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Gimme Shelter: Yachad's Blog


Ramp It Up! 2017 Reflections

By Max, Ramp It Up! Session 1 Reflections

Yachad’s Ramp It Up! summer program offers high school students an opportunity to build a wheelchair ramp. In June 2017 students helped the Evans family, who has had a string of bad luck: one family member lost a leg last year in an accident requiring him to use a wheelchair, plus a devastating fire by an arsonist damaged their house 6 years ago. In addition to building the ramp, Yachad is repairing the inside of the home to help the family get back on their feet.

I felt really good that through a program like Yachad I could help Mr. Evans and his nephew, two people that really and genuinely needed help. The first day I got to Mr. Evans’s house, the front lawn (where we were building the ramp) was green and grassy. Not for long. The week where I was working was the week where we dug footings for ramp posts. We tore up the lawn and began digging 26 footings. It was difficult work and we had to work efficiently, for we had to get the holes approved by an inspector on Thursday. After we got approved we had to pour concrete, and that was messy business. We finished on Friday by placing posts, and prepping the site for the next group.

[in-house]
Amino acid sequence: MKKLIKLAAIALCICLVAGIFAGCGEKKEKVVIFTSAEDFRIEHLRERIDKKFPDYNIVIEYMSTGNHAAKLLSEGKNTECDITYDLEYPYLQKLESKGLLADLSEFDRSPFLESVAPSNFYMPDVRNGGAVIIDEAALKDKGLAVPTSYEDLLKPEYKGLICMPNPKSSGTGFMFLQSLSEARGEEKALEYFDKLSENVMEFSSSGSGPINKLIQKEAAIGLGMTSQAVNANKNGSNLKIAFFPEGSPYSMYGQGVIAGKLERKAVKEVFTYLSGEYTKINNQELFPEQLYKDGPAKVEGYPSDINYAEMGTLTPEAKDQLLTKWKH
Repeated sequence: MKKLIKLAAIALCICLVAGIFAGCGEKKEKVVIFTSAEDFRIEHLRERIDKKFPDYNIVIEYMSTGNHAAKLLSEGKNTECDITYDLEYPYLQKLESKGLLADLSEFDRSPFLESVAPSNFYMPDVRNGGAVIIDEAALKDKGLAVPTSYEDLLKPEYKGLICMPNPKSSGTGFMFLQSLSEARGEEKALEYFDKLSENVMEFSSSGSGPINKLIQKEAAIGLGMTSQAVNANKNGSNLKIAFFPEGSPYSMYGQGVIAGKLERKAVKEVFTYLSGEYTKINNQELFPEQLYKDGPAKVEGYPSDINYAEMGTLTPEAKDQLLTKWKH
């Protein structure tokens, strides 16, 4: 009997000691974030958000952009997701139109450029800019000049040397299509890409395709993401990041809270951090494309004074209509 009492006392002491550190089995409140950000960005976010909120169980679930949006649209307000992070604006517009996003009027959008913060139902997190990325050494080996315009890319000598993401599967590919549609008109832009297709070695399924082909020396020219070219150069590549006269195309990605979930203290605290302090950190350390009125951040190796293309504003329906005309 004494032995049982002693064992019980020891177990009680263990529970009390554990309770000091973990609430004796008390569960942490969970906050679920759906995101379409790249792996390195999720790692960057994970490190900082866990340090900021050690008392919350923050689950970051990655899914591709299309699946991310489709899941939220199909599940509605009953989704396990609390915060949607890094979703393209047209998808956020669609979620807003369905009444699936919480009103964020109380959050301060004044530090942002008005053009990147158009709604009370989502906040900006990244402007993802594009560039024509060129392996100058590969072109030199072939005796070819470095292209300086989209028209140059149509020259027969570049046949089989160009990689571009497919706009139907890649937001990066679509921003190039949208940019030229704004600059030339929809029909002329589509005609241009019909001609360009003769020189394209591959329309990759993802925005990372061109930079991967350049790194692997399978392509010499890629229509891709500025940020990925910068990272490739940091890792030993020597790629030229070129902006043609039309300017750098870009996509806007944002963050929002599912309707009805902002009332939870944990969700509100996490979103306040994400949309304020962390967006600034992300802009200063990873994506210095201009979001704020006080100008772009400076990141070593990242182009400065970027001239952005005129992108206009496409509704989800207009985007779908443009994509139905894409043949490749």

The whole experience taught me in many different aspects. I learned how to work hard physically, and I also learned how to work as a team to reach a common goal. Each person had their part, and we couldn’t have finished if one person wasn’t there. I also learned the importance of helping people who really need it. There is a big difference from helping someone who doesn’t need it and helping those who need it. Mr. Evans needed the help and the reason helping him was important is because with our help, he could get his life back to the way it was before the incidents. Mr. Evans was in a situation to need this kind of help and he didn’t do anything that got him in this situation. Spending a week this summer helping people truly deserving of the help made me feel good because I was doing something that was actually changing people’s lives for the better. I could have spent the time helping at a local day camp but those kids really don’t need my help. I also learned about the necessity of affordable livable housing in under served communities. Not only should this housing be affordable but it also has to be livable — the conditions should be good and communities should support the people who live there.

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